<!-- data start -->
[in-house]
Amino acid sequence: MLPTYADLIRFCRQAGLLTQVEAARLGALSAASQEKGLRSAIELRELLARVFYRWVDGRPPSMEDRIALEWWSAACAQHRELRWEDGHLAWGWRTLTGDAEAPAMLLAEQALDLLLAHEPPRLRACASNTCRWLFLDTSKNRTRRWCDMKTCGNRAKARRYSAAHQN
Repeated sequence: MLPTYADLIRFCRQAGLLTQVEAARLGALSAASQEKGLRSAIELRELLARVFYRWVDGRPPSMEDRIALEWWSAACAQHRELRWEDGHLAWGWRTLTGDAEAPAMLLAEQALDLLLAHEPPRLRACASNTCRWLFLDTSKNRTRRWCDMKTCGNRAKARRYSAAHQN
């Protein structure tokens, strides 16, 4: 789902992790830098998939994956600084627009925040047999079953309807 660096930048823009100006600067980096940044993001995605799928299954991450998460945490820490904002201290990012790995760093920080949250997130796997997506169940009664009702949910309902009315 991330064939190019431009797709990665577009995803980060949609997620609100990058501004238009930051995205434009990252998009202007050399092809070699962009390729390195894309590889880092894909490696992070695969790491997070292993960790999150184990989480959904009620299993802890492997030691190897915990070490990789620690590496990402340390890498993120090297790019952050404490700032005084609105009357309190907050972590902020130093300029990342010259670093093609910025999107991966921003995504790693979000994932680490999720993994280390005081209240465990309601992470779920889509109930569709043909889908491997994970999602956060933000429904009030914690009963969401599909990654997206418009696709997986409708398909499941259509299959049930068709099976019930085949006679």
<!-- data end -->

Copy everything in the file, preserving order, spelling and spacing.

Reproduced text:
[in-house]
Amino acid sequence: MLPTYADLIRFCRQAGLLTQVEAARLGALSAASQEKGLRSAIELRELLARVFYRWVDGRPPSMEDRIALEWWSAACAQHRELRWEDGHLAWGWRTLTGDAEAPAMLLAEQALDLLLAHEPPRLRACASNTCRWLFLDTSKNRTRRWCDMKTCGNRAKARRYSAAHQN
Repeated sequence: MLPTYADLIRFCRQAGLLTQVEAARLGALSAASQEKGLRSAIELRELLARVFYRWVDGRPPSMEDRIALEWWSAACAQHRELRWEDGHLAWGWRTLTGDAEAPAMLLAEQALDLLLAHEPPRLRACASNTCRWLFLDTSKNRTRRWCDMKTCGNRAKARRYSAAHQN
């Protein structure tokens, strides 16, 4: 789902992790830098998939994956600084627009925040047999079953309807 660096930048823009100006600067980096940044993001995605799928299954991450998460945490820490904002201290990012790995760093920080949250997130796997997506169940009664009702949910309902009315 991330064939190019431009797709990665577009995803980060949609997620609100990058501004238009930051995205434009990252998009202007050399092809070699962009390729390195894309590889880092894909490696992070695969790491997070292993960790999150184990989480959904009620299993802890492997030691190897915990070490990789620690590496990402340390890498993120090297790019952050404490700032005084609105009357309190907050972590902020130093300029990342010259670093093609910025999107991966921003995504790693979000994932680490999720993994280390005081209240465990309601992470779920889509109930569709043909889908491997994970999602956060933000429904009030914690009963969401599909990654997206418009696709997986409708398909499941259509299959049930068709099976019930085949006679």